Jump to content


What equates to a reasonable offer?


Please note that this topic has not had any new posts for the last 5027 days.

If you are trying to post a different story then you should start your own new thread. Posting on this thread is likely to mean that you won't get the help and advice that you need.

If you are trying to post information which is relevant to the story in this thread then please flag it up to the site team and they will allow you to post.

Thank you

Recommended Posts

I am a customer of Lloyds TSB, I am in the process taking out a small claims against Lloyds using the downloaded template, however I need to find out more in depth information about the law.

 

1. What percentage of the initial claim is accepted as an reasonable offer by Lloyds before it goes to court?

2. If I refuse a 'reasonable offer' and demand full payment, can the judge throw my case out of court?

3. Can I claim compensation on top of what I am asking back in charges, for example; loss of earnings, stress related?

4. I have been quoted that an 'unlawful act', is one being without legal justification, I need more clarification of this statement and examples of this act in case history? To me they are not breaking any law, but not adhering to guidelines, can anyone makes this clear?

5. The Unfair Terms (1999) refers to a penalty charge, Are these charges in fact service charges, could someone please clarify and give an example?

6. Could someone give an example of'supply of goods & service act (1982) used successfully in a court of law similiar to 'bank charges"?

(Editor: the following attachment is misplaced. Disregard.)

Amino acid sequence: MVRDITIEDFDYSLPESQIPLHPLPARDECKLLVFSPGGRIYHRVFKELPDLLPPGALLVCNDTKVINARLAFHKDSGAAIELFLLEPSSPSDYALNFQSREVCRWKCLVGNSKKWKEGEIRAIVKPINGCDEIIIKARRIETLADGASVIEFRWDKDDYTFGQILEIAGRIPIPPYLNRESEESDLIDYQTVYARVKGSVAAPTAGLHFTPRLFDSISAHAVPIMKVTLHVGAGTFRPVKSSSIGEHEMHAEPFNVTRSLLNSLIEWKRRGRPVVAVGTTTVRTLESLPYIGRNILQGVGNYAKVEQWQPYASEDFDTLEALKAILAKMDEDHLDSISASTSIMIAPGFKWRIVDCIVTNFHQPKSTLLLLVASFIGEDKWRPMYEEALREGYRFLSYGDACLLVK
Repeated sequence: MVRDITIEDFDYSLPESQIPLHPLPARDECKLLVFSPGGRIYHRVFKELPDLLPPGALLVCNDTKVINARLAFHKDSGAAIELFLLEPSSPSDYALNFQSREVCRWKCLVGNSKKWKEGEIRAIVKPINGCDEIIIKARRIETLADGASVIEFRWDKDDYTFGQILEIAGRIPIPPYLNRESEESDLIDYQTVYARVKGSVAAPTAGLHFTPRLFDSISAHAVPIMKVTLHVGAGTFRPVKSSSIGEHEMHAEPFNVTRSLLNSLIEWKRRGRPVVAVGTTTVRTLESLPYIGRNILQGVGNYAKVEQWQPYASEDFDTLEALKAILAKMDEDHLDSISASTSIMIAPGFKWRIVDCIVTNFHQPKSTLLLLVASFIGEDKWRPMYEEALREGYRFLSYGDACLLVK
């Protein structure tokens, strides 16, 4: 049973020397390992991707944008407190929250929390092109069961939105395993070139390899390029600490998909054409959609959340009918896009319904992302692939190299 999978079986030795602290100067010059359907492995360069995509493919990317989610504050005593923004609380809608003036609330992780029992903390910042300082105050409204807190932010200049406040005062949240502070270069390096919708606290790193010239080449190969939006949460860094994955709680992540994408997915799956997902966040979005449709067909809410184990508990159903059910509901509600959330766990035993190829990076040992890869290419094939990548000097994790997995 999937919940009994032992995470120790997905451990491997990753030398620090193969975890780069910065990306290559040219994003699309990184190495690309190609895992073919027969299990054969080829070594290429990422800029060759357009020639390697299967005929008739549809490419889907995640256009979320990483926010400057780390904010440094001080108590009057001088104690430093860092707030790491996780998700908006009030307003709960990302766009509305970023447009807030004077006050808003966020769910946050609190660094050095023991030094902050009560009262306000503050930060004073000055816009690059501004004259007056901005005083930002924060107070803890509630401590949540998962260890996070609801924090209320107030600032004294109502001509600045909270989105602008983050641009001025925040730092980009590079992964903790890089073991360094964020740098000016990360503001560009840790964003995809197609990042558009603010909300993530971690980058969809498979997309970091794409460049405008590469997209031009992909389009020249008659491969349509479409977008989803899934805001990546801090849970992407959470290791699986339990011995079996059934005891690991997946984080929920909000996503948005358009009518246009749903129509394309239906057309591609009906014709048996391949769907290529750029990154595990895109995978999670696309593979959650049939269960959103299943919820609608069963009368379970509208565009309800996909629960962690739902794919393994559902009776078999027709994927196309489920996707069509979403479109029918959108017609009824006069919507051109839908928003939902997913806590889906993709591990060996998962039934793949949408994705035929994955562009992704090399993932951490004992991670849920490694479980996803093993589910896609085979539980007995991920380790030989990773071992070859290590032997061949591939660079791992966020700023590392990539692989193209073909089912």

7. No bank has gone to court, is that because all claimants have accepted offers? What if you refuse such an offer, does a hearing still take place whether the defendant is there or not?

 

Thank-you

 

Stewart

Link to post
Share on other sites

1. What percentage of the initial claim is accepted as an reasonable offer by Lloyds before it goes to court? 100%. It's a simple monetary claim, there is no reason to accept less.

2. If I refuse a 'reasonable offer' and demand full payment, can the judge throw my case out of court? No, for same reasons as above.

3. Can I claim compensation on top of what I am asking back in charges, for example; loss of earnings, stress related? Short answer, no.

4. I have been quoted that an 'unlawful act', is one being without legal justification, I need more clarification of this statement and examples of this act in case history? To me they are not breaking any law, but not adhering to guidelines, can anyone makes this clear? You need to read and understand the law relating to penalty charges. It is all in the Library. But in short, contract law states that the parties can only recover their costs caused by the other party's breach. Anything wildly beyond this is a penalty, and penalties are unlawful at British law.

 

5. The Unfair Terms (1999) refers to a penalty charge, Are these charges in fact service charges, could someone please clarify and give an example? Explain, this doesn't make sense. If it is a penalty (eg disproportionate to their loss, and imposed by them, with no choice to opt-out) it can not be a service. An ATM charge would be a service, as you can choose to go to an non-fee charging ATM, for example.

6. Could someone give an example of'supply of goods & service act (1982) used successfully in a court of law similiar to 'bank charges"? Too broad a scope, I suggest you Google it, and see what that throws.

 

7. No bank has gone to court, is that because all claimants have accepted offers? What if you refuse such an offer, does a hearing still take place whether the defendant is there or not? You can't do that, once they have offered to settle in full, including your court costs and interest, you have to withdraw your claim.

Link to post
Share on other sites

Hello everyone